This'll be hard to believe, but 2019 marks Philip Schofield and Holly Willoughby's 10th anniversary of co-presenting This Morning. To celebrate this momentous occasion, they sat down with the Sunday Times to chat about their time on the show and a whole host of other subjects. While the two speaking of their friendship outside the show is absolutely adorable, Holly Willoughby's comments on online abuse and body image were the stand-out moments for me.
Willoughby is a strong advocate for mental health and feminism, and whenever topics such as misogyny or body image are brought up on the show or featured in debates, she is strongly vocal in her support for women's rights. From being shocked at the notion that wearing a short skirt somehow makes women more susceptible to be raped to the idea that sexual accusations have gone too far, Willoughby never backs down without making her support for women heard.
However, while the presenter has been vocal on Instagram regarding the #TimesUp movement and the hypocrisy she and other women faced when being photographed at the Brit Awards in February, she's much quieter about her own experiences with with online misogynistic abuse or trolling — and for an important reason.
"If there's any negativity coming in from anywhere, I don't want to be a part of it," she told the Sunday Times. "I know the kind of people that are doing it, and I'm not going to let it have oxygen."
"I don't want them to have any impact on my life. I want Phil [Schofield] to impact my life, my family to impact my life, my girlfriends who I hold so close, you know — all those people that I have total respect for their opinions. They're the people that I want to listen to, not that noise. It's not important."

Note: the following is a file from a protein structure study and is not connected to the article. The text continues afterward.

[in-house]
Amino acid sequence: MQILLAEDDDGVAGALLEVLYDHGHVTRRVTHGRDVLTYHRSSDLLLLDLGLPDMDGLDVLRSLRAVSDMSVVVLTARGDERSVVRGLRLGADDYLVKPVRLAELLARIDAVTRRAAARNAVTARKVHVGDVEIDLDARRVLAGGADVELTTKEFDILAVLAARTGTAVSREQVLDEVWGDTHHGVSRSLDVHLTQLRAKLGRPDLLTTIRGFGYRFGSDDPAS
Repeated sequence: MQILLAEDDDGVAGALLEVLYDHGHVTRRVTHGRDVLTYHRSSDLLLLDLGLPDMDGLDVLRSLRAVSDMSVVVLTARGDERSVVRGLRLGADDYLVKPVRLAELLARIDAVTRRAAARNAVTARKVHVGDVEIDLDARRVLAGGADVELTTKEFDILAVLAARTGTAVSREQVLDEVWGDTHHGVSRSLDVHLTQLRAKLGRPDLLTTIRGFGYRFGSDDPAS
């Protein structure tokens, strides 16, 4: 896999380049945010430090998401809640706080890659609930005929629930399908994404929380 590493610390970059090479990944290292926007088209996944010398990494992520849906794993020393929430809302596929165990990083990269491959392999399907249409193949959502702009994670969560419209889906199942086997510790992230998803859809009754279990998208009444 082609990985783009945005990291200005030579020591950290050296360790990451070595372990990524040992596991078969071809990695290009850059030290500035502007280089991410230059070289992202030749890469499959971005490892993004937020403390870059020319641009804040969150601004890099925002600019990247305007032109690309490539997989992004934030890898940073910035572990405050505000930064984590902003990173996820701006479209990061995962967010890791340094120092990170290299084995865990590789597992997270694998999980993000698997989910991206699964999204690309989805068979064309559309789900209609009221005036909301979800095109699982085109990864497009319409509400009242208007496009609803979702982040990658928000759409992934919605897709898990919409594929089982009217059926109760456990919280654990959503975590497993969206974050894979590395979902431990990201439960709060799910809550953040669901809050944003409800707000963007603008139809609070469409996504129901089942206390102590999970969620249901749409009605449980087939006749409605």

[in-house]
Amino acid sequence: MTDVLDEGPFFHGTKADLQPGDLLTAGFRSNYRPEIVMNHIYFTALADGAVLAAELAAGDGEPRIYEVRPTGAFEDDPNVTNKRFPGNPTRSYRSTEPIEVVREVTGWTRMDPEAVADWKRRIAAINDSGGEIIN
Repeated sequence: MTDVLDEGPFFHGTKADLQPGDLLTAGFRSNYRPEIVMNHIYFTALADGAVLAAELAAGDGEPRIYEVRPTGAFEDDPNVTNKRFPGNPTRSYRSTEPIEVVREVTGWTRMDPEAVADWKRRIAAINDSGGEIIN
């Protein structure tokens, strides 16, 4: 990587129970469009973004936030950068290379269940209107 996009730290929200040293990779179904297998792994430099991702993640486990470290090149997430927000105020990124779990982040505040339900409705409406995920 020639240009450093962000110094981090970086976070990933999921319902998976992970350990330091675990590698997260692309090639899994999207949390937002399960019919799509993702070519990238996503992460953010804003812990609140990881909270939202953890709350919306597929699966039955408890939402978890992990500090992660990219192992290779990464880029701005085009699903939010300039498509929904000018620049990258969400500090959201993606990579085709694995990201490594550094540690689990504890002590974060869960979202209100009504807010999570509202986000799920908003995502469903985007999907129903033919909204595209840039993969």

Noting the way in which Willoughby was "charted forensically by the tabloids" last year regarding an apparent weight loss, the Sunday Times also asked whether there's a similar reason as to why the presenter has stayed quiet on the body image front as well. Willoughby responded: "Yes, I very deliberately don't talk about it. Just because I don't think it's helpful to the conversation, for women generally. As long as you are healthy and happy, that's really all that matters. It's a personal thing for me, and I think that people get obsessive with it."
The presenter continued:
"On this show I've sat across the sofa from mums and dads who've lost children to anorexia, or their children are currently going through it, and they sit there and say, 'It doesn't help that there's such a fascination with weight at the moment.' Everybody knows what leads to a healthy lifestyle, but it's not up to me to give you a blow-by-blow account of what I've eaten that day. It's not helpful, and it's not what's important."
What's important is supporting those who are dealing with the ramifications of issues such as body image, misogyny, and sexual assault. And it's through women like Willoughby that those who are affected by these issues are given a voice, which can lead to change.